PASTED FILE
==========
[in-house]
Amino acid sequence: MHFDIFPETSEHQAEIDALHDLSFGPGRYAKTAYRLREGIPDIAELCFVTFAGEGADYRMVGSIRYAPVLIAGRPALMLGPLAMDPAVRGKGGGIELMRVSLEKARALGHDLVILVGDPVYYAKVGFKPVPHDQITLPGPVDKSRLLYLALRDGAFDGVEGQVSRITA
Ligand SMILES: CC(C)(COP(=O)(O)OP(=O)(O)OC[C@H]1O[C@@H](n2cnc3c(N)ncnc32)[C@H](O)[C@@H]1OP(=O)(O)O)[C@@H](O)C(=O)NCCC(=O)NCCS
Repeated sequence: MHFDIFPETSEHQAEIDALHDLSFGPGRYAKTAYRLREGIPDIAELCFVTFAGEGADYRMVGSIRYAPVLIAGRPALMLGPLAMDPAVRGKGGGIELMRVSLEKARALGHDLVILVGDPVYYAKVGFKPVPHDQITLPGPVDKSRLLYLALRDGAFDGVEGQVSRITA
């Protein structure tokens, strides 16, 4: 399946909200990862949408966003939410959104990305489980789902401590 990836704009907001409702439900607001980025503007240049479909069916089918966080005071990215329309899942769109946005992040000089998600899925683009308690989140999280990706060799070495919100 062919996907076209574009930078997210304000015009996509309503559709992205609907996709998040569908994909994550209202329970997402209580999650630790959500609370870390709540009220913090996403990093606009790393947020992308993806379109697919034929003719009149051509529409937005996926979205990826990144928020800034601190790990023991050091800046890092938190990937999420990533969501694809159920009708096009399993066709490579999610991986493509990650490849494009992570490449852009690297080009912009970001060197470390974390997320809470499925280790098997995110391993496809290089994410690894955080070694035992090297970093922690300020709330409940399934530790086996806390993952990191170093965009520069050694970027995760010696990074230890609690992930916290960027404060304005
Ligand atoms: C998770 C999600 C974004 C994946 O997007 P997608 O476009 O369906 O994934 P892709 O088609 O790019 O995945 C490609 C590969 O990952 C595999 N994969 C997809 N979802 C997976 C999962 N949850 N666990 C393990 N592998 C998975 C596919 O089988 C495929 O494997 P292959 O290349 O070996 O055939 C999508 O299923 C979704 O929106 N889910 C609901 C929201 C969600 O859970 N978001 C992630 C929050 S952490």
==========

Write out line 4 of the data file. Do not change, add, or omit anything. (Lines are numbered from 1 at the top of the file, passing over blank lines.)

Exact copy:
Repeated sequence: MHFDIFPETSEHQAEIDALHDLSFGPGRYAKTAYRLREGIPDIAELCFVTFAGEGADYRMVGSIRYAPVLIAGRPALMLGPLAMDPAVRGKGGGIELMRVSLEKARALGHDLVILVGDPVYYAKVGFKPVPHDQITLPGPVDKSRLLYLALRDGAFDGVEGQVSRITA